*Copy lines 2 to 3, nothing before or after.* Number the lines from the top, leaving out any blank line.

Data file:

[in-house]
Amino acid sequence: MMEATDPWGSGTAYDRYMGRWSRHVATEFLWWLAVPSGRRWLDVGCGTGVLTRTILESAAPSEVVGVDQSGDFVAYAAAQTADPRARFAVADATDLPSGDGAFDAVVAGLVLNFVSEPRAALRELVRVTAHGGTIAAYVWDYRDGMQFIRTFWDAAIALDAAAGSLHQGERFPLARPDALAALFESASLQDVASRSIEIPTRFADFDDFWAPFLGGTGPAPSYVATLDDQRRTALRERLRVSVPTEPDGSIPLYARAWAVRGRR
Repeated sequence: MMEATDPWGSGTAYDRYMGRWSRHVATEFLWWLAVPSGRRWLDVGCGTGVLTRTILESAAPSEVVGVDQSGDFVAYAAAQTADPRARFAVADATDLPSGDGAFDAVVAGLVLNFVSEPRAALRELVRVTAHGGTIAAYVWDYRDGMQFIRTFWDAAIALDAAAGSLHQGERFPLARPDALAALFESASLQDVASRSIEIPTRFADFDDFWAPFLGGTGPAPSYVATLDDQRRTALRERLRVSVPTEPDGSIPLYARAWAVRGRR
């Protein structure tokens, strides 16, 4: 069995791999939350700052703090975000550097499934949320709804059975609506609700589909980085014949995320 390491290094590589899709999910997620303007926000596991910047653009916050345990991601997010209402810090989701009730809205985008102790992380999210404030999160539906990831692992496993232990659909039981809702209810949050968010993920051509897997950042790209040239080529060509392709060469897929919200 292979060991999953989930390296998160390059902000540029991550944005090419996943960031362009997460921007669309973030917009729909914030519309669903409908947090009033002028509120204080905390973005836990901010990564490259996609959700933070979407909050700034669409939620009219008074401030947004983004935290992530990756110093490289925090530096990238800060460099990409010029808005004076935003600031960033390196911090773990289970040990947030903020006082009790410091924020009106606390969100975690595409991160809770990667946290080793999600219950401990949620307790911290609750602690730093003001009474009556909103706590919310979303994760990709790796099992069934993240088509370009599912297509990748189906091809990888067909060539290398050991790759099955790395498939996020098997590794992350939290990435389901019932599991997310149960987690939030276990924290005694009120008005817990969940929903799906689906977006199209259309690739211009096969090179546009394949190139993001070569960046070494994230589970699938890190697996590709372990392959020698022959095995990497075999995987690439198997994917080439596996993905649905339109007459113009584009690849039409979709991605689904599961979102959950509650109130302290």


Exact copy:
Amino acid sequence: MMEATDPWGSGTAYDRYMGRWSRHVATEFLWWLAVPSGRRWLDVGCGTGVLTRTILESAAPSEVVGVDQSGDFVAYAAAQTADPRARFAVADATDLPSGDGAFDAVVAGLVLNFVSEPRAALRELVRVTAHGGTIAAYVWDYRDGMQFIRTFWDAAIALDAAAGSLHQGERFPLARPDALAALFESASLQDVASRSIEIPTRFADFDDFWAPFLGGTGPAPSYVATLDDQRRTALRERLRVSVPTEPDGSIPLYARAWAVRGRR
Repeated sequence: MMEATDPWGSGTAYDRYMGRWSRHVATEFLWWLAVPSGRRWLDVGCGTGVLTRTILESAAPSEVVGVDQSGDFVAYAAAQTADPRARFAVADATDLPSGDGAFDAVVAGLVLNFVSEPRAALRELVRVTAHGGTIAAYVWDYRDGMQFIRTFWDAAIALDAAAGSLHQGERFPLARPDALAALFESASLQDVASRSIEIPTRFADFDDFWAPFLGGTGPAPSYVATLDDQRRTALRERLRVSVPTEPDGSIPLYARAWAVRGRR